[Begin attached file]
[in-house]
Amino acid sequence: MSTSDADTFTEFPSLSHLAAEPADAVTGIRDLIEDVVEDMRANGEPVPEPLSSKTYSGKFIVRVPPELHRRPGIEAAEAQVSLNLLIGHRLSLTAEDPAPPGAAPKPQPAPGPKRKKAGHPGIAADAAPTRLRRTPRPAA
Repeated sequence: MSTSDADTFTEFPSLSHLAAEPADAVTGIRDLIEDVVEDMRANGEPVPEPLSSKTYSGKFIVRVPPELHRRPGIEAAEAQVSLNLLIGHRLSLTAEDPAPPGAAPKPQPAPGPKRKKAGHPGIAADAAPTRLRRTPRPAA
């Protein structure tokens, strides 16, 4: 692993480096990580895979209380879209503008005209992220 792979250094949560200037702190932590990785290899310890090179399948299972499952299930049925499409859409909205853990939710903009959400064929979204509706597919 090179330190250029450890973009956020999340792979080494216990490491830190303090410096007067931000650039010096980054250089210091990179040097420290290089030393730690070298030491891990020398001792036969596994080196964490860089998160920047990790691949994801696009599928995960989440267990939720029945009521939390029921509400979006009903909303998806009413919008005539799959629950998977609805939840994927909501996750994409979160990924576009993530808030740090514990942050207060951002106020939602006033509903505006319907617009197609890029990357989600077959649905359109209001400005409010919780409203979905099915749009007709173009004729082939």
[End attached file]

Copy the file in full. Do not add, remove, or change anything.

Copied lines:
[in-house]
Amino acid sequence: MSTSDADTFTEFPSLSHLAAEPADAVTGIRDLIEDVVEDMRANGEPVPEPLSSKTYSGKFIVRVPPELHRRPGIEAAEAQVSLNLLIGHRLSLTAEDPAPPGAAPKPQPAPGPKRKKAGHPGIAADAAPTRLRRTPRPAA
Repeated sequence: MSTSDADTFTEFPSLSHLAAEPADAVTGIRDLIEDVVEDMRANGEPVPEPLSSKTYSGKFIVRVPPELHRRPGIEAAEAQVSLNLLIGHRLSLTAEDPAPPGAAPKPQPAPGPKRKKAGHPGIAADAAPTRLRRTPRPAA
């Protein structure tokens, strides 16, 4: 692993480096990580895979209380879209503008005209992220 792979250094949560200037702190932590990785290899310890090179399948299972499952299930049925499409859409909205853990939710903009959400064929979204509706597919 090179330190250029450890973009956020999340792979080494216990490491830190303090410096007067931000650039010096980054250089210091990179040097420290290089030393730690070298030491891990020398001792036969596994080196964490860089998160920047990790691949994801696009599928995960989440267990939720029945009521939390029921509400979006009903909303998806009413919008005539799959629950998977609805939840994927909501996750994409979160990924576009993530808030740090514990942050207060951002106020939602006033509903505006319907617009197609890029990357989600077959649905359109209001400005409010919780409203979905099915749009007709173009004729082939």